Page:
Legionary/auxiliary cavalry. 3 riders plus 3 horses
A Roman legion included a small ala or cavalry unit.
Auxiliary cohorts were also divided into centuriae, ranked in order of seniority. The centurion commanding the 1st centuria was known as the centurio princeps (“leading centurion”) and was the 2nd-in-command of the cohort after the praefectus. In the cavalry, the equivalent rank was the decurio (decurion), in command of a turma (squadron) of 30 troopers. Again, the decurion of the 1st turma was designated the decurio princeps.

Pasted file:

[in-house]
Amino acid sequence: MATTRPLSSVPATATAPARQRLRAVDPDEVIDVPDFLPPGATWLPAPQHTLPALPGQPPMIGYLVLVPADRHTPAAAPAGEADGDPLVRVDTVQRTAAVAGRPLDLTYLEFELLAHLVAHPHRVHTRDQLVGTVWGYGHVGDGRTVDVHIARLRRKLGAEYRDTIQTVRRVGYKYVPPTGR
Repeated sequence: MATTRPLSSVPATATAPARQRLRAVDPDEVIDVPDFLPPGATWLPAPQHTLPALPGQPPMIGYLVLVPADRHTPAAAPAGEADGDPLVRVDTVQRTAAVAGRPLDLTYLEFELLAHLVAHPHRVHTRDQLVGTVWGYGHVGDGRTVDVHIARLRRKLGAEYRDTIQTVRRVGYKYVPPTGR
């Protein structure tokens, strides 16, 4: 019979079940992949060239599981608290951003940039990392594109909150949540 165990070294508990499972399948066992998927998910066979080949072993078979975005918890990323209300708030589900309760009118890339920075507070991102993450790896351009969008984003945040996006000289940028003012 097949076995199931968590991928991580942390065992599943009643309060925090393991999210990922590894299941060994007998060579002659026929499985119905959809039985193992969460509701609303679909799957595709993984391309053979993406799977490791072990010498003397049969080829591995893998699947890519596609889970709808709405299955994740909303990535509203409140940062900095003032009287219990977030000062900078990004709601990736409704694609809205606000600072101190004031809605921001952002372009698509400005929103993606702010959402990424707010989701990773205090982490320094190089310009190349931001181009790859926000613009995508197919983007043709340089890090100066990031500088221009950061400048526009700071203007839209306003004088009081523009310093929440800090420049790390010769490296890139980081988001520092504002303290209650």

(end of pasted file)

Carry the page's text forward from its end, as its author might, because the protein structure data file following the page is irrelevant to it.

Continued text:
It appears that many auxiliary centuriones and decuriones were members of native provincial aristocracies who were directly commissioned. Auxiliary centurions risen from the ranks were thus probably less predominant than in the legions. Those rising from the ranks could be promotions from the legions as well as from the regiment’s own ranks. In the Julio-Claudian period, auxiliary centurions and decurions were a roughly equal split between citizens and peregrini, though later citizens became predominant due to the spread of citizenship among military families.